Some lambs get a rough start to life, for one reason or another.
Billy Madison’s troubles are due purely to lack of intelligence. Her mother The Cheat has plenty of milk and a mild temperament, the sort of sheep who would continue to chew her cud if a spaceship shooting lasers landed in the pasture right beside her. The Cheat looked death in the face when she was a lamb herself and lived to tell the tale, and since then, nothing has bothered her very much. Her lambs come in sets of twins or triplets each spring, and she continues to chew her cud as they bounce about and nurse and nap. While other ewes stamp and circle and get very upset while their lambs are being checked over for health, The Cheat chews her cud without issue. All will be well. She has seen death, darlings, and has achieved a most enviable state of Zen.
Until now, her lambs have always been a healthy and sprightly lot, meeting all of their milestones at the proper time. But then she had Billy Madison, the dullard twin of this year’s pairing, and death would have collected her if humans had not interceded with a bottle. The software installed in her fetal programming about Food Source appears to be missing some rather important sections. The bottle has been a success, however, and she is putting on weight. She’s sweet and friendly and cute, there’s just nothing upstairs, and she considers my jacket to be made of NOM.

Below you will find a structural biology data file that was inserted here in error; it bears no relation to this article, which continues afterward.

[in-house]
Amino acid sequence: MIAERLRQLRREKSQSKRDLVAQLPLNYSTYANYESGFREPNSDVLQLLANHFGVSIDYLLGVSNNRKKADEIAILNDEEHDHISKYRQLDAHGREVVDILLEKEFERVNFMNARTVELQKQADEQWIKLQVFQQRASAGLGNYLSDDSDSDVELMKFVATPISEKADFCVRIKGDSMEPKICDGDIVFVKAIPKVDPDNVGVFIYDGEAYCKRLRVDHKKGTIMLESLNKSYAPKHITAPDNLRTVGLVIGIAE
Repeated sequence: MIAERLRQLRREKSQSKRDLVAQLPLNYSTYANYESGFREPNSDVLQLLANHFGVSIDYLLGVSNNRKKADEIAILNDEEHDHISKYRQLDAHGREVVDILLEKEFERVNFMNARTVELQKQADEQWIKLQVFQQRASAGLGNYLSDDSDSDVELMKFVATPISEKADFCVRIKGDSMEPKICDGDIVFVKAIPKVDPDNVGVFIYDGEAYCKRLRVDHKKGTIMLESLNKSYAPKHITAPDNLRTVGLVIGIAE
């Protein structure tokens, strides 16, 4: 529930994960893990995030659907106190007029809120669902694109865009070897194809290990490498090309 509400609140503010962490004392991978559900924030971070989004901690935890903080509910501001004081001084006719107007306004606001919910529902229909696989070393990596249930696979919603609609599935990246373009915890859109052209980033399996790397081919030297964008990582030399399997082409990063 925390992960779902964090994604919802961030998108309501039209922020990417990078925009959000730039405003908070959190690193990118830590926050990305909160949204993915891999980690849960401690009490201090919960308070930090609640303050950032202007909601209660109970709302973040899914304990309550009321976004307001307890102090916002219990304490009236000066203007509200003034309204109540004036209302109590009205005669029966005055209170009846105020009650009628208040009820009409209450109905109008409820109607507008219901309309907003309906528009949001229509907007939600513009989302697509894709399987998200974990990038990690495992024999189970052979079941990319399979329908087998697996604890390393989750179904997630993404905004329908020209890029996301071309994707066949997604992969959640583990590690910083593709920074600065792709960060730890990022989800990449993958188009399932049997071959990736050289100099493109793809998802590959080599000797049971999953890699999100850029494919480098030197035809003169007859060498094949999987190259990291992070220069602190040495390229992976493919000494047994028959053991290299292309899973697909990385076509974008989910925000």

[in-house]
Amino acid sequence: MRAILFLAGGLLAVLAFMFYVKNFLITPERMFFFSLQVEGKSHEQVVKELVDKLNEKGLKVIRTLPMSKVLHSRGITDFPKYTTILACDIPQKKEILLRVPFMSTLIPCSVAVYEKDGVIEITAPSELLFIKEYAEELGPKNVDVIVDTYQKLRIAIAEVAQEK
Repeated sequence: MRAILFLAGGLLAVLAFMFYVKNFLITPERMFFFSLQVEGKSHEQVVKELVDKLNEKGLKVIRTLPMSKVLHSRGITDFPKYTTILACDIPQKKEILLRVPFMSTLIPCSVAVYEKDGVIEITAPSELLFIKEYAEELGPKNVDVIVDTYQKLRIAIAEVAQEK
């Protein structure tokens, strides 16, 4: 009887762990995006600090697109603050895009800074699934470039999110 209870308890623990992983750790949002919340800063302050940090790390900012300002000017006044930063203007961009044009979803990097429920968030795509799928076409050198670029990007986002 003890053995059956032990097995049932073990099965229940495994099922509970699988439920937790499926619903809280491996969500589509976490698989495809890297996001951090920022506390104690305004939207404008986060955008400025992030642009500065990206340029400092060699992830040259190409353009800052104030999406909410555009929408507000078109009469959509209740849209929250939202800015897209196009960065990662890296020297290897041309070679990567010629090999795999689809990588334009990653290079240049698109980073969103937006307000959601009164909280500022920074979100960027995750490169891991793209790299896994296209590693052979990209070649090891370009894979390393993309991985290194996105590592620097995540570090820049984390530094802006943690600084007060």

There were 38 lambs total this year, and 35 of them need nothing but their mothers and the pasture to run around. Of the other three, death collected one when his mother sat on him. Then there is Billy Madison, who has four mommies, three of whom are human. The last problem child of the herd is Peehead. I know. That’s a terrible name. I didn’t come up with it. Feel free to suggest a new one.
At first, Peehead appeared to have the same trouble as Billy Madison. She just couldn’t figure out WHERE to nurse. Here? There? She chose to nurse from the back instead of the side. Nursing from the back is awkward, and while she got enough to survive, it is not enough to thrive. To add to the problem, her mother pees on her head as she’s nursing. And so Peehead is a little white lamb with a yellow head.
She never grew weak enough to be caught, which would make the decision to bottlefeed easy, but her twin brother kept growing and growing until he was twice her size. Then Good Shepherd Lady Friend saw that this problem is of larger scope: Peehead’s mother is rejecting her. As Peehead approaches the side of the udder, her mother butts her away. It is normal for ewes to do this with others’ lambs, but not their own. Peehead is not like clueless Billy Madison; she’s actually quite smart. While her mother happily nurses the twin brother, Peehead creeps in to steal milk from the back. But what indignity: to spend your days sneaking milk from your own mother as she takes a leak on your head. Today Peehead was put on the bottle, where she downed ten ounces like it was the most glorious thing ever.
Upon seeing the picture below, I pointed out to Lady Friend that she is in the perfect position to pee on Peehead. She called me sick. Tomorrow I’ll give her the morning bottle and try to think of a kinder name than Peehead the Lamb, but I’m afraid it just might stick.